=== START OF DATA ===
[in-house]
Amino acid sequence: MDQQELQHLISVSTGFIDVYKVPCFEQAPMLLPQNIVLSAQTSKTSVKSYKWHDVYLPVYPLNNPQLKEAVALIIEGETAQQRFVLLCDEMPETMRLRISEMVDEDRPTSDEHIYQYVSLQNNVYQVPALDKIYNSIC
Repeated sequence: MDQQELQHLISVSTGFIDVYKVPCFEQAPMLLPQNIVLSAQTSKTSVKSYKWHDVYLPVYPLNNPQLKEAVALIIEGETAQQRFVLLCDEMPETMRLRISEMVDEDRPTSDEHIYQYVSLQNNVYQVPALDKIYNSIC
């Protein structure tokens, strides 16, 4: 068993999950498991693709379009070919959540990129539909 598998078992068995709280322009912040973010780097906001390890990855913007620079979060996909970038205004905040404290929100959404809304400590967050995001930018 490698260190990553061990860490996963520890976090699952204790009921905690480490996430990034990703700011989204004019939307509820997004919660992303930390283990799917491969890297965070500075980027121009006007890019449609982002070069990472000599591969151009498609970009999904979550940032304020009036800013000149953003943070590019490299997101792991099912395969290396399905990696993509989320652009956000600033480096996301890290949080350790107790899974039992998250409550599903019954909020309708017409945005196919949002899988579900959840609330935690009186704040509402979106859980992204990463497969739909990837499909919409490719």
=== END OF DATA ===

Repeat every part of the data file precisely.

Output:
[in-house]
Amino acid sequence: MDQQELQHLISVSTGFIDVYKVPCFEQAPMLLPQNIVLSAQTSKTSVKSYKWHDVYLPVYPLNNPQLKEAVALIIEGETAQQRFVLLCDEMPETMRLRISEMVDEDRPTSDEHIYQYVSLQNNVYQVPALDKIYNSIC
Repeated sequence: MDQQELQHLISVSTGFIDVYKVPCFEQAPMLLPQNIVLSAQTSKTSVKSYKWHDVYLPVYPLNNPQLKEAVALIIEGETAQQRFVLLCDEMPETMRLRISEMVDEDRPTSDEHIYQYVSLQNNVYQVPALDKIYNSIC
């Protein structure tokens, strides 16, 4: 068993999950498991693709379009070919959540990129539909 598998078992068995709280322009912040973010780097906001390890990855913007620079979060996909970038205004905040404290929100959404809304400590967050995001930018 490698260190990553061990860490996963520890976090699952204790009921905690480490996430990034990703700011989204004019939307509820997004919660992303930390283990799917491969890297965070500075980027121009006007890019449609982002070069990472000599591969151009498609970009999904979550940032304020009036800013000149953003943070590019490299997101792991099912395969290396399905990696993509989320652009956000600033480096996301890290949080350790107790899974039992998250409550599903019954909020309708017409945005196919949002899988579900959840609330935690009186704040509402979106859980992204990463497969739909990837499909919409490719």